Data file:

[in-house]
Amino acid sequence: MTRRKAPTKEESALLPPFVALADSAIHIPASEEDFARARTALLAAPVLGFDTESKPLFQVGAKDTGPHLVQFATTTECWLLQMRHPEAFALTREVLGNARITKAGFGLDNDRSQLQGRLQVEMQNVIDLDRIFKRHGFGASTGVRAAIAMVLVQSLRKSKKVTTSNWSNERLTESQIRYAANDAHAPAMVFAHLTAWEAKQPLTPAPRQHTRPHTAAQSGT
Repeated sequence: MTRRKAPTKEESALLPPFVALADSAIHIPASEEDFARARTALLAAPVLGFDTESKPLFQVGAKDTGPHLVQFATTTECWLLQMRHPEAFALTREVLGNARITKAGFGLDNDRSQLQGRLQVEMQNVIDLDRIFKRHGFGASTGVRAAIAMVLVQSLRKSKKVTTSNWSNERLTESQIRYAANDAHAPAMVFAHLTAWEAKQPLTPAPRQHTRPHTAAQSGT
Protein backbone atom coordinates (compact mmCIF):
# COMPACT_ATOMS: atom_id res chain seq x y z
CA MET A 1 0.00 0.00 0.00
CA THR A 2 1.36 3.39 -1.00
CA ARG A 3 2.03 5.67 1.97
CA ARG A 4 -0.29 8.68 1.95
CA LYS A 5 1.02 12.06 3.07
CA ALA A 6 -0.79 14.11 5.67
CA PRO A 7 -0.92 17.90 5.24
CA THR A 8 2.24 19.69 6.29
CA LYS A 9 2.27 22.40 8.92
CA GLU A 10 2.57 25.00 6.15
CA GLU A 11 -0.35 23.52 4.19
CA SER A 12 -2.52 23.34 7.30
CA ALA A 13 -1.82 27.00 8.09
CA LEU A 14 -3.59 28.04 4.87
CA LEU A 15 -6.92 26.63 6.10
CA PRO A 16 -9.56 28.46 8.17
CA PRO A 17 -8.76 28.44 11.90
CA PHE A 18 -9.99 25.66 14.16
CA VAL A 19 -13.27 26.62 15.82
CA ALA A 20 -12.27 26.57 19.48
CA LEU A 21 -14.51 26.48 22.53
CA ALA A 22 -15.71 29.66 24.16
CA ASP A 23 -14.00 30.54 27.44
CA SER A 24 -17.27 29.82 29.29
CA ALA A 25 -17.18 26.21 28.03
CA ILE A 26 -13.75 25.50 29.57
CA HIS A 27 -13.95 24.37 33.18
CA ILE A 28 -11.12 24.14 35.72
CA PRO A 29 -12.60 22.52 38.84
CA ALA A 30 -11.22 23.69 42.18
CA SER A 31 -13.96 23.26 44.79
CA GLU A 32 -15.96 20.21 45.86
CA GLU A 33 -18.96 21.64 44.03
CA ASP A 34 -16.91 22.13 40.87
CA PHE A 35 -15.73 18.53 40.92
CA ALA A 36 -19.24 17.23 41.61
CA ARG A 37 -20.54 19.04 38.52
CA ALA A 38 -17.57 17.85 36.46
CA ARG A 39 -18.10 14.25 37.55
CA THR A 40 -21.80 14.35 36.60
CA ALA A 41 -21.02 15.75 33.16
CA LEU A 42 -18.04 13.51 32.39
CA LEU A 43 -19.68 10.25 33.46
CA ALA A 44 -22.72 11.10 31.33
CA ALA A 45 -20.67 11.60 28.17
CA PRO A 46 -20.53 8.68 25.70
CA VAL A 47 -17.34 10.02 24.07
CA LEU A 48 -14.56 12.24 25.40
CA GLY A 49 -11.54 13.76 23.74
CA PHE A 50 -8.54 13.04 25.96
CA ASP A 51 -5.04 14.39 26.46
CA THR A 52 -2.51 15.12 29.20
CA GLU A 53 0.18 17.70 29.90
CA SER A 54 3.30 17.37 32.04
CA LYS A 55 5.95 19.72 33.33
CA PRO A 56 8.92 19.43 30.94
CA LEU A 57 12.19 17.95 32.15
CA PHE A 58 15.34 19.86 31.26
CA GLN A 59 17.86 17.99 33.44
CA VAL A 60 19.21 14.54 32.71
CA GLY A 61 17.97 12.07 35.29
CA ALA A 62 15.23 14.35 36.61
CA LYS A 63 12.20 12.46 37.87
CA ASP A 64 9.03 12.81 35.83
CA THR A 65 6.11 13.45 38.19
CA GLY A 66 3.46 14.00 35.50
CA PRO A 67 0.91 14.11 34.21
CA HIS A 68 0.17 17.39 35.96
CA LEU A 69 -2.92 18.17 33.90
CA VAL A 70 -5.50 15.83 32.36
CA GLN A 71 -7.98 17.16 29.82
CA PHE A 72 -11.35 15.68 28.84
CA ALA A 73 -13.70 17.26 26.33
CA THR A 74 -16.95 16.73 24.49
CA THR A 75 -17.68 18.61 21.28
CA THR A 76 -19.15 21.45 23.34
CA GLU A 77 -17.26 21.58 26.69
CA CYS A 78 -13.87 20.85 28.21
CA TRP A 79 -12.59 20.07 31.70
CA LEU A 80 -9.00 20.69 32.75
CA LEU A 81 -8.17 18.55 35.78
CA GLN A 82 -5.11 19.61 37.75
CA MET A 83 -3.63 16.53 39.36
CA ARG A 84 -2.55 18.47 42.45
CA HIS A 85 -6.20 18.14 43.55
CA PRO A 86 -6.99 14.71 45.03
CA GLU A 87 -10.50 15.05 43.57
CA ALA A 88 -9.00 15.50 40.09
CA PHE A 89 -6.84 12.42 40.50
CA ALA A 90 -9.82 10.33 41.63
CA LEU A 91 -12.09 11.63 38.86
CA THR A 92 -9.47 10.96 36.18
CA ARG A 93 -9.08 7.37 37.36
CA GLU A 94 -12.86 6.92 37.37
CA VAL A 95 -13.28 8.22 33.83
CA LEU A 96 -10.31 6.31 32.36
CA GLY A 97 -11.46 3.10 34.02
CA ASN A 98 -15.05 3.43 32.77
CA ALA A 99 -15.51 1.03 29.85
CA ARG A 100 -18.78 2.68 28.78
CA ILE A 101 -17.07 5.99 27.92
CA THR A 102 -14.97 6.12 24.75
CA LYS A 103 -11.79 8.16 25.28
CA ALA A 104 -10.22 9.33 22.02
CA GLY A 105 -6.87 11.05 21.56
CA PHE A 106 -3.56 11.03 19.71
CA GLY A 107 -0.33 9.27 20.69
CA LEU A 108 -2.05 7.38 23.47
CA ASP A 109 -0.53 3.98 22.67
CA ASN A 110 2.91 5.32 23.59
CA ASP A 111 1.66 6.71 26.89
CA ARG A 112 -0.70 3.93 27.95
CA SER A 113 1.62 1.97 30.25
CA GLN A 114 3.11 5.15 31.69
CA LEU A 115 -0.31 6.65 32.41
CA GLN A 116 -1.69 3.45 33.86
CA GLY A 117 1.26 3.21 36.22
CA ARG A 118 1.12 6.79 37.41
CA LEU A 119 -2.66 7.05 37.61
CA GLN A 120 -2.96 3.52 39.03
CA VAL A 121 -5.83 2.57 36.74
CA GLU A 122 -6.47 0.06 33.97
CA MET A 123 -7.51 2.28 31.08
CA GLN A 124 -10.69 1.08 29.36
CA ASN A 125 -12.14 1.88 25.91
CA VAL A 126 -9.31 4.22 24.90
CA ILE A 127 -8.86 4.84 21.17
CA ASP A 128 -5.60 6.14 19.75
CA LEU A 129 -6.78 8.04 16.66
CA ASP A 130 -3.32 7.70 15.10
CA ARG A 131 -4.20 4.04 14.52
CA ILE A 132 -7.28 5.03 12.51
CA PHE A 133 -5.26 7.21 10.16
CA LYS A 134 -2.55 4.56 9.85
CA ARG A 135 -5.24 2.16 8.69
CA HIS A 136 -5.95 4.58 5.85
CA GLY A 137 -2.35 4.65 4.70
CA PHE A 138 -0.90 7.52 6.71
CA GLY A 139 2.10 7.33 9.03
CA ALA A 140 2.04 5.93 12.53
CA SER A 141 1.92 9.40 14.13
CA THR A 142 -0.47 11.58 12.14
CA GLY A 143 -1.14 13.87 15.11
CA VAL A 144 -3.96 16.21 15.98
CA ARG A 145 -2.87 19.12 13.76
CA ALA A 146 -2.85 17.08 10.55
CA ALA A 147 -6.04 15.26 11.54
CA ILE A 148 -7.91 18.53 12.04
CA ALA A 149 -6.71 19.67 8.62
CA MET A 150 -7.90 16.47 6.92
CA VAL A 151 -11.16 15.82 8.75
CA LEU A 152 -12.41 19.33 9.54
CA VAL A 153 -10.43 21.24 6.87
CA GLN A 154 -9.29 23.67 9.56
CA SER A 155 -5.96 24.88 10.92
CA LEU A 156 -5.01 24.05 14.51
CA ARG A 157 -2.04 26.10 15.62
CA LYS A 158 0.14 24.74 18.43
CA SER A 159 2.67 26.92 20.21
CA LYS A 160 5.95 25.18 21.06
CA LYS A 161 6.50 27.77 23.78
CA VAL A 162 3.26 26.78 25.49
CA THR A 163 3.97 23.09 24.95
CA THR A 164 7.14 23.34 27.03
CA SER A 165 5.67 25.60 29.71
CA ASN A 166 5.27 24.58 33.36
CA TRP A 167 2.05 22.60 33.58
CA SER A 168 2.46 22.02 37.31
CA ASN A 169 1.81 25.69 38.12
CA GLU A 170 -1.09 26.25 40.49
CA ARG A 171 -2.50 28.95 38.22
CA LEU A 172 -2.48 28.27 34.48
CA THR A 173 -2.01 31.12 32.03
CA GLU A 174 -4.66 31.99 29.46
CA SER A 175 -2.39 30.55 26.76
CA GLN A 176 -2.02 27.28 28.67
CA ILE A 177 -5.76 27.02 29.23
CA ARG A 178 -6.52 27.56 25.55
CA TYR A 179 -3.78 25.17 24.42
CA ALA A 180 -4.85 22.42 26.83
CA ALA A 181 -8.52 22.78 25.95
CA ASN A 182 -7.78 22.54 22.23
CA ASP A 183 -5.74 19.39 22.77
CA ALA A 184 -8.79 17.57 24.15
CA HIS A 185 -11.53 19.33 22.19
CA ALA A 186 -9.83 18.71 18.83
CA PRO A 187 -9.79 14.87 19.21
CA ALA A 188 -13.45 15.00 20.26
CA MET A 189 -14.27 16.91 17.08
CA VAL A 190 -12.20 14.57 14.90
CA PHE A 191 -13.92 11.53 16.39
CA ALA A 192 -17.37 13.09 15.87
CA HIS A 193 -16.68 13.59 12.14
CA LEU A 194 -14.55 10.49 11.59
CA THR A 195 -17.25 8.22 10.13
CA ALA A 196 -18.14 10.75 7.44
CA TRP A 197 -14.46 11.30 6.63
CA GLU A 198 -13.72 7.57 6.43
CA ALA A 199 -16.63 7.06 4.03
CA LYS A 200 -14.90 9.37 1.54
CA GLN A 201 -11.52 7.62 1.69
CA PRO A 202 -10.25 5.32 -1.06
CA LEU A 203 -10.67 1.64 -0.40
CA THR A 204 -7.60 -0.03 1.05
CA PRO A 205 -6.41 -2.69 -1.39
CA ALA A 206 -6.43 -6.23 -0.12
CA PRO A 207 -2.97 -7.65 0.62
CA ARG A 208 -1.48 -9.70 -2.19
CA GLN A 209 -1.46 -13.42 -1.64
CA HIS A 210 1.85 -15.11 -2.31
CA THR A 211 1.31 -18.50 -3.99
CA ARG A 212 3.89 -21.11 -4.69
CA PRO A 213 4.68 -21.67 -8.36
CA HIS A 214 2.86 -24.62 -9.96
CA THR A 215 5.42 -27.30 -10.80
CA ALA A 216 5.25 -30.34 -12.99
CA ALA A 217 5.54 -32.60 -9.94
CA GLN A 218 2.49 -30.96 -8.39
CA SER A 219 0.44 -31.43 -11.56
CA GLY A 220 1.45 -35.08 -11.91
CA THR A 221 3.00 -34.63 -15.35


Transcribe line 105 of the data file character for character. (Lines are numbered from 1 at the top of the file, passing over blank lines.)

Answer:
CA ARG A 100 -18.78 2.68 28.78